Map of the universe
This compressed view of the entire sky visible from Hawaii by the Pan-STARRS1 Observatory is the result of half a million exposures, each about 45 seconds in length, taken over a period of four years. The shape comes from making a map of the celestial sphere, like a map of the Earth, but leaving out the southern quarter. The disk of the Milky Way looks like a yellow arc, and the dust lanes show up as reddish brown filaments. The background is made up of billions of faint stars and galaxies. If printed at full resolution, the image would be 1.5 miles long, and you would have to get close and squint to see the detail. Danny Farrow, Pan-STARRS1 Science Consortium and Max Planck Institute for Extraterrestial Physics

Billions of stars and galaxies have been mapped as part of the most ambitious effort yet to map the visible universe.

The universe is constantly changing, but the Pan-STARRS map now shows the average position, brightness and colour of 3 billion objects in space.

The map contains more than 3 billion separate space objects. It shows our home galaxy, the Milky Way, in a level of detail never achieved before, says Hans-Walter Rix, director of the Galaxies and Cosmology department of the Max Planck Institute for Astronomy in Germany.

The Pan-STARRS map shows the Cocoon Nebula in the Cygnus constellation PS1 Science Consortium and Nigel Metcalfe University of Durham

"The survey provides, for the first time, a deep and global view of a significant fraction of the Milky Way plane and disk – an area usually avoided by surveys given the complexity of mapping these dense and dusty regions," Rix says.

Outside our galaxy, our nearest neighbour – the Andromeda galaxy – is also closely scrutinised. Data from the map have allowed researchers to hone down exactly how much dark matter there is in the galaxy.

The Pillars of Creation are shown in the Eagle nebula, first spotted by NASA'S Hubble Space Telescope in 1995 and now mapped by the Pan-STARRS map PS1 Science Consortium and Nigel Metcalfe University of Durham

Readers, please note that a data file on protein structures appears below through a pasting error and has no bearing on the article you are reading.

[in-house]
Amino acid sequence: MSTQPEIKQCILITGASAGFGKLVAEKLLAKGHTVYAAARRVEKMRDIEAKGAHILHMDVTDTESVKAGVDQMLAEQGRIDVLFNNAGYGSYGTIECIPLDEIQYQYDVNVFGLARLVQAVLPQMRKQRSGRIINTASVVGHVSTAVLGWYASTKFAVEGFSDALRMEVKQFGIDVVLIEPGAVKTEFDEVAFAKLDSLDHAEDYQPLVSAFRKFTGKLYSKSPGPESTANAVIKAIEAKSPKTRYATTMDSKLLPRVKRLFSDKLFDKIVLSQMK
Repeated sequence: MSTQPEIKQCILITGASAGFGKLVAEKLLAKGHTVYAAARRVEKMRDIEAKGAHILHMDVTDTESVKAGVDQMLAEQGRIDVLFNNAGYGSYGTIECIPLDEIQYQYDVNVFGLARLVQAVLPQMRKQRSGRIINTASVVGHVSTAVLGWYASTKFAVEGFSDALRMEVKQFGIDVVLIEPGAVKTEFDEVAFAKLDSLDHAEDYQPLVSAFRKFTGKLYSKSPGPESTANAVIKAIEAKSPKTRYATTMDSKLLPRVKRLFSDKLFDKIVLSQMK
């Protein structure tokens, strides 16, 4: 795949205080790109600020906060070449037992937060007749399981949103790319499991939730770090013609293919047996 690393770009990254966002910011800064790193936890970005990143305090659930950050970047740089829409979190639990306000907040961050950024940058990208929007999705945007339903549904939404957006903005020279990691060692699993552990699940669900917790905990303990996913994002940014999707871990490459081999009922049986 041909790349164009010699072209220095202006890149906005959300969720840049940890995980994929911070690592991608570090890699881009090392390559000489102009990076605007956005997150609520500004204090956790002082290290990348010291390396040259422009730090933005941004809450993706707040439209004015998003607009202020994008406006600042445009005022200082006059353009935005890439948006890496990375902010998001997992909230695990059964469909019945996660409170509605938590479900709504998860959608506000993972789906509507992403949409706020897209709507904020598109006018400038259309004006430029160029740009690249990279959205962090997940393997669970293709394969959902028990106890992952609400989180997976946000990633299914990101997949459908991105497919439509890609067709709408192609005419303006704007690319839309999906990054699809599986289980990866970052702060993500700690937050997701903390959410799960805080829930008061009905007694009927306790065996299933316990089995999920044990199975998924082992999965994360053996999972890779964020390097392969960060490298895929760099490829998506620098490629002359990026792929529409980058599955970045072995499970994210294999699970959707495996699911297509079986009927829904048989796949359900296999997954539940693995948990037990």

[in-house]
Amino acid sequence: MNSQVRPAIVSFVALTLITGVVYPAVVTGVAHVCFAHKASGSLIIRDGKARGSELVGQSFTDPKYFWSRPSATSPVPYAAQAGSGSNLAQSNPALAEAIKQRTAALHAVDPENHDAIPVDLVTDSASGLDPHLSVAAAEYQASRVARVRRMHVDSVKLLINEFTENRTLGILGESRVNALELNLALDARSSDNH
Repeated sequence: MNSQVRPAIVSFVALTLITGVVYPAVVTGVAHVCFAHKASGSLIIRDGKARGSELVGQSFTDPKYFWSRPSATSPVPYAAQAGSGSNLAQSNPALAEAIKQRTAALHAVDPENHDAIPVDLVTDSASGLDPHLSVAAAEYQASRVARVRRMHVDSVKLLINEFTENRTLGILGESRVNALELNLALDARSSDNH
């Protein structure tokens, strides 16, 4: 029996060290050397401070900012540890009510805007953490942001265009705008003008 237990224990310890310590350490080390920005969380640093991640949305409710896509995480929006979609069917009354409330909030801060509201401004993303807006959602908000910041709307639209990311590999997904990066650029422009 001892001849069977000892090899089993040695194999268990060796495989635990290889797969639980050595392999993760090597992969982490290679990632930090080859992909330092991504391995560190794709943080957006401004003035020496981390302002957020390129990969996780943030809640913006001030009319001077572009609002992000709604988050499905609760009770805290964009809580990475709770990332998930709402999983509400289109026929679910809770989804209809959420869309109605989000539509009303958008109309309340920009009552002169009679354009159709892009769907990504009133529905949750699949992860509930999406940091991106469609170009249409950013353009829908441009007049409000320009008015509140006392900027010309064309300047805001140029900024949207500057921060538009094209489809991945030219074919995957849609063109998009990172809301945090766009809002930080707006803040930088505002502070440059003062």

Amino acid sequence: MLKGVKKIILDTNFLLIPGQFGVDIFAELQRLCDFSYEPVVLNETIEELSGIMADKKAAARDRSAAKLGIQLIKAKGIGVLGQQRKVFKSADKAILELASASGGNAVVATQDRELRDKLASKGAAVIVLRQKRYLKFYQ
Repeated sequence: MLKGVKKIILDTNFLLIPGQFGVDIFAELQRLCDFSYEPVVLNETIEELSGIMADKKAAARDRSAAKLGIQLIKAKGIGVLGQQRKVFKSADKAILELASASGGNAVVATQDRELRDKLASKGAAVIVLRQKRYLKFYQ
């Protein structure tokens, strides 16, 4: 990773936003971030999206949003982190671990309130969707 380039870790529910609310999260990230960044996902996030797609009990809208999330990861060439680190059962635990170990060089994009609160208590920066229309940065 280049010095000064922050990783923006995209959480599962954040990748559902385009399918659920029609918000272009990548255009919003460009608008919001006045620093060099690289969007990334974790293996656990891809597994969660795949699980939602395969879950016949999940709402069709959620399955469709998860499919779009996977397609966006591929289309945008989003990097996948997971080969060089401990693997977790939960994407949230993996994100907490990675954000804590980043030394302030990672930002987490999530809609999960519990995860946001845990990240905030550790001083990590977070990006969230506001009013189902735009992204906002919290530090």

Further afield, the map also covers the most distant observed quasars, mapping how far away they are, their size and their colour. These quasars are important in forming the earliest evidence in our universe of giant black holes at the centres of galaxies.

It has taken researchers at institutions including Queen's University Belfast in the UK and Max Planck Institute for Astronomy in Germany several years to put the map together and test the quality of the data. The project began in May 2010 at the Pan-STARRS (Panoramic Survey Telescope and Rapid Response System) observatory.

The Pan-STARRS map captures the spiral galaxy NGC4217 PS1 Science Consortium and Nigel Metcalfe University of Durham

The data was gathered using a 1.8-metre telescope in Hawaii, at the top of the massive volcano Haleakalā on the island of Maui, mapping the universe in the visible light spectrum and the near infrared.

The Pan-STARRS map makes up 2 petabytes of data, which is equivalent to 100 times the entire content of Wikipedia.

There will be another release of images as part of the Pan-STARRS map released in 2017.

A shot of the spiral galaxies NGC4231 and NGC4322 from Pan-STARRS. PS1 Science Consortium and Nigel Metcalfe University of Durham

"Our next step then is to measure the redshifts – that means distances – of galaxies and other cosmological objects," says Roberto Saglia, who led the Pan-STARRS contribution from the Max Planck Institute for Extraterrestrial Physics.

"We need this information to analyse the distribution of galaxies in all three dimensions. From this structure, we can then infer the geometry of the universe and further constrain our standard cosmological model. With the data of the individual epochs, we can then even study variability in far-away, active galaxies."

The data from the map are published on the Pan-STARRS website.

Pan-STARRS1 Observatory
The Pan-STARRS1 Observatory on top of the massive volcano Haleakalā on the island of Maui, Hawaii Rob Ratkowski